The defining event of her premiership was the conflict over the Falkland Islands. In many respects the Falklands War was a bizarre conflict: as Ronald Reagan was moving towards promulgating a missile defence system that would involve space-based interceptor missiles, Britain found itself embroiled in a conflict ‘whose origins owed more to the preoccupations of the nineteenth century … in that it was about the ownership of territory’
The weapons that both sides used were by and large still those of the Second World War; and newspapers were the most immediate means for the public to gain information about the conflict.
The ‘last of the good-old fashioned wars’; a throwback to the days before humans became so good at killing each other that conflict now potential involved the destruction of the entire planet. And ultimately, the conflict was a more close-run thing than popular memory allows. It should also be noted that some people claim that reports of a ceasefire in the Falklands conflict began to emerge during the 1982 World Cup final. This is highly unlikely, given that the ceasefire was signed on 14 June and the World Cup final took place on 11 July.
Although it undoubtedly played its part, victory in the Falklands War was not entirely responsible for Thatcher’s re-election in 1983. Opinion polls suggest the tide had begun to turn at the start of 1982, with the unemployment rate still growing – but more slowly – and the economy beginning to turn around. That said, the Falklands transformed Thatcher from a unreliable quantity into the Tories prime electoral asset. In contrast, opposition leader Michael Foot attracted large amounts of derision, with one Times columnist describing him as the sort of man ‘unable to blow his nose in public without his trousers falling down’
Meanwhile the novelty of the SDP had quickly worn off after its formation in the early 1980s – there was now no need for ‘for the media to dispatch a camera team every time Shirley Williams stepped deftly from a railway carriage onto a station platform’
But many of you were oblivious to the political drama and the social changes sweeping Britain because you were growing up.
The Eighties. What do you remember?
See below for childhood memories in the 80s.
BMX bikes, Rent-a-Ghost and ZX Spectrum computers were more important.
Digital watches that were usually made by Casio, and which sometimes doubled as calculators.
Gordon the Gopher (and the Broom Cupboard) Phillip Schofield’s adorable squeaking sidekick
Back to the Future or anything involving Michael J Fox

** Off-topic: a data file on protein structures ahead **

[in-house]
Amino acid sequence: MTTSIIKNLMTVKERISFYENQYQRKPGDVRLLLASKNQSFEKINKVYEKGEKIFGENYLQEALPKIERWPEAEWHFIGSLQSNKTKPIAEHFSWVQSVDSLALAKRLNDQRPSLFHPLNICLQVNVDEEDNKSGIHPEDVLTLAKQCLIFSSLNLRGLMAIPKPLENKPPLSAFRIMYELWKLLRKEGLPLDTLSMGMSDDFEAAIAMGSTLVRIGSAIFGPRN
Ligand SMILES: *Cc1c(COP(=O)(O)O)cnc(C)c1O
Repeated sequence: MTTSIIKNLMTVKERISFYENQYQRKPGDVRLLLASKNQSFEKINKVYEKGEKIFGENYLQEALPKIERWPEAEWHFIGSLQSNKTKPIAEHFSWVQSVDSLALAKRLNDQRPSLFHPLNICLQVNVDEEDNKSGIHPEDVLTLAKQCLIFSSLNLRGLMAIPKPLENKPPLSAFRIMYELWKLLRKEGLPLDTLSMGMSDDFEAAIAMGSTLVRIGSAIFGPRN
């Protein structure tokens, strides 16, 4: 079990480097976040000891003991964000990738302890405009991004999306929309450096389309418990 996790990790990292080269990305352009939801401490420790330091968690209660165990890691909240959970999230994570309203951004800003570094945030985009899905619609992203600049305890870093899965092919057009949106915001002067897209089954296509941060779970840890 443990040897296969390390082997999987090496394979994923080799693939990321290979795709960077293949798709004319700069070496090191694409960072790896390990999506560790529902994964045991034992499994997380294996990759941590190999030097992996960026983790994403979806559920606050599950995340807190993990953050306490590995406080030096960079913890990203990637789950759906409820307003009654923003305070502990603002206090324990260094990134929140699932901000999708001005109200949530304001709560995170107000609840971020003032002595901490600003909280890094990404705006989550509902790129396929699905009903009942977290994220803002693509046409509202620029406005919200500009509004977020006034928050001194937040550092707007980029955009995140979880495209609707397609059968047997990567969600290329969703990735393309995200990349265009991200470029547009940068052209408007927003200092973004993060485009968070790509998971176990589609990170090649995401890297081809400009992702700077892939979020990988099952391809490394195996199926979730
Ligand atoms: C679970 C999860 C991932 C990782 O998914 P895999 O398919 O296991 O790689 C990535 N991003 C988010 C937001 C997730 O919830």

Wham! George Michael and Andrew Ridgeley (aided and abetted by Pepsi and Shirley) sold 25 million records worldwide between 1982 and 1986. A similar number of British market stalls sold knock-off ‘Choose Life’ T-shirts.
Sun-In The best thing to happen to ’80s hair along with the perm, Sun-In turned your barnet blonde (or more likely, orange) in an instant.
Arcade/computer games Pac-Man, Frogger, Donkey Kong, Pole Position… If you weren’t playing them at home, you were playing them down the arcade. Pocket money was never spent so quickly.
The Young Ones Even if we were too young to understand all the jokes (especially the rude ones), ‘The Young Ones’ was an unforgettable – and incredibly quotable – comedy feast for us ’80s kids.
Torvill And Dean Bolero. Mack and Mabel. And here, Barnum. Suddenly, ice skating wasn’t just a sport but a moving, musical spectacle.
PEZ sweet dispensers Dispensing little tiny fizzy sweets was never so much fun!
Madonna She chewed gum, snogged boys and showed her bra – all while singing and dancing. We British children had never seen the likes of it, and were forever changed.
Transformers Transformers – more than meets the eye! Transformers – robots in disguise! And so on.
Slush Puppies The best way to get brain freeze as a child in the ’80s.
Grange Hill In the ’80s, British children liked nothing more than coming home from school to watch a show about children at school. Which was perfectly understandable, because that show was ‘Grange Hill’.
Bucks Fizz They won the Eurovision Song Contest in 1981 with an audacious display of catchy pop, fluffy hair and skirt-losing. And lo! British kids had four new pop heroes.
Neighbours A must-watch for British schoolchildren at lunchtime, after school, or both.
Duran Duran Did we know what they were singing about? No. Did we care? No. They had great tunes, and ever greater hair.
The Sony Walkman Which enabled us to listen to Duran Duran everywhere. Hoorah!
John Hughes’ movies Ferris Bueller’s Day Off, Pretty In Pink, The Breakfast Club… Hughes’ movies weren’t just relatable, they were a slice of cool American escapism.
He-Man …and the masters of the universe, of course. "By the power of Greyskull!"
Five Star "Britain’s answer to The Jackson Five" weren’t really that. But they were fine purveyors of kid-friendly bubblegum pop and shoulder pads.
BMX bikes What the Chopper was to the ’70s, so the BMX was to the ’80s. Especially after we all saw ‘E.T.’
The Adventure Game The same tasks each week, yet never a moment of dullness? It had to be the delightful, Douglas Adams-esque ‘The Adventure Game’.